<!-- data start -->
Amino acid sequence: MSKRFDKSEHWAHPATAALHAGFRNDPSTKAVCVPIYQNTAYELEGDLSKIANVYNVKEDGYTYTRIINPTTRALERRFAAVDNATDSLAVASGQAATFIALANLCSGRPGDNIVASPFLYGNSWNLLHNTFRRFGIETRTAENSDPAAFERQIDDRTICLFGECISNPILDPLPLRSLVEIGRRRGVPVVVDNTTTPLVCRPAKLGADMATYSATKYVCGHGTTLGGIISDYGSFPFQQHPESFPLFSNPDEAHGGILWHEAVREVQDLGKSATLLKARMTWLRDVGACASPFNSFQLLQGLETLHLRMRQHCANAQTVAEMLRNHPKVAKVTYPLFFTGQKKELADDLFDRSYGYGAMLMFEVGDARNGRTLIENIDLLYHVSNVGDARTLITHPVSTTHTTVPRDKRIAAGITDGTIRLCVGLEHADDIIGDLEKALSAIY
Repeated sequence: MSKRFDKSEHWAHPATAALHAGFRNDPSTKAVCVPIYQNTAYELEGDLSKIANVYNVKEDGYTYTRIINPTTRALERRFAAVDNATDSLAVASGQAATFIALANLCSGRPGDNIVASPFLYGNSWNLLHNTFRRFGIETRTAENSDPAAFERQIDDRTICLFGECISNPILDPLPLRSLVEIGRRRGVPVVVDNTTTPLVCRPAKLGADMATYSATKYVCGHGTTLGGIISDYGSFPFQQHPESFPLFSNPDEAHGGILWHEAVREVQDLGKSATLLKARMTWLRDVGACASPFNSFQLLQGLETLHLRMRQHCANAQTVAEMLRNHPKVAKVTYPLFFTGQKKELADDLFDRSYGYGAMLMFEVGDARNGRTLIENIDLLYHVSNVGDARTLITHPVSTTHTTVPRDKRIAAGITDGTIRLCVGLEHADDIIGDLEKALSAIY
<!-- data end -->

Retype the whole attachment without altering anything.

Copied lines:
Amino acid sequence: MSKRFDKSEHWAHPATAALHAGFRNDPSTKAVCVPIYQNTAYELEGDLSKIANVYNVKEDGYTYTRIINPTTRALERRFAAVDNATDSLAVASGQAATFIALANLCSGRPGDNIVASPFLYGNSWNLLHNTFRRFGIETRTAENSDPAAFERQIDDRTICLFGECISNPILDPLPLRSLVEIGRRRGVPVVVDNTTTPLVCRPAKLGADMATYSATKYVCGHGTTLGGIISDYGSFPFQQHPESFPLFSNPDEAHGGILWHEAVREVQDLGKSATLLKARMTWLRDVGACASPFNSFQLLQGLETLHLRMRQHCANAQTVAEMLRNHPKVAKVTYPLFFTGQKKELADDLFDRSYGYGAMLMFEVGDARNGRTLIENIDLLYHVSNVGDARTLITHPVSTTHTTVPRDKRIAAGITDGTIRLCVGLEHADDIIGDLEKALSAIY
Repeated sequence: MSKRFDKSEHWAHPATAALHAGFRNDPSTKAVCVPIYQNTAYELEGDLSKIANVYNVKEDGYTYTRIINPTTRALERRFAAVDNATDSLAVASGQAATFIALANLCSGRPGDNIVASPFLYGNSWNLLHNTFRRFGIETRTAENSDPAAFERQIDDRTICLFGECISNPILDPLPLRSLVEIGRRRGVPVVVDNTTTPLVCRPAKLGADMATYSATKYVCGHGTTLGGIISDYGSFPFQQHPESFPLFSNPDEAHGGILWHEAVREVQDLGKSATLLKARMTWLRDVGACASPFNSFQLLQGLETLHLRMRQHCANAQTVAEMLRNHPKVAKVTYPLFFTGQKKELADDLFDRSYGYGAMLMFEVGDARNGRTLIENIDLLYHVSNVGDARTLITHPVSTTHTTVPRDKRIAAGITDGTIRLCVGLEHADDIIGDLEKALSAIY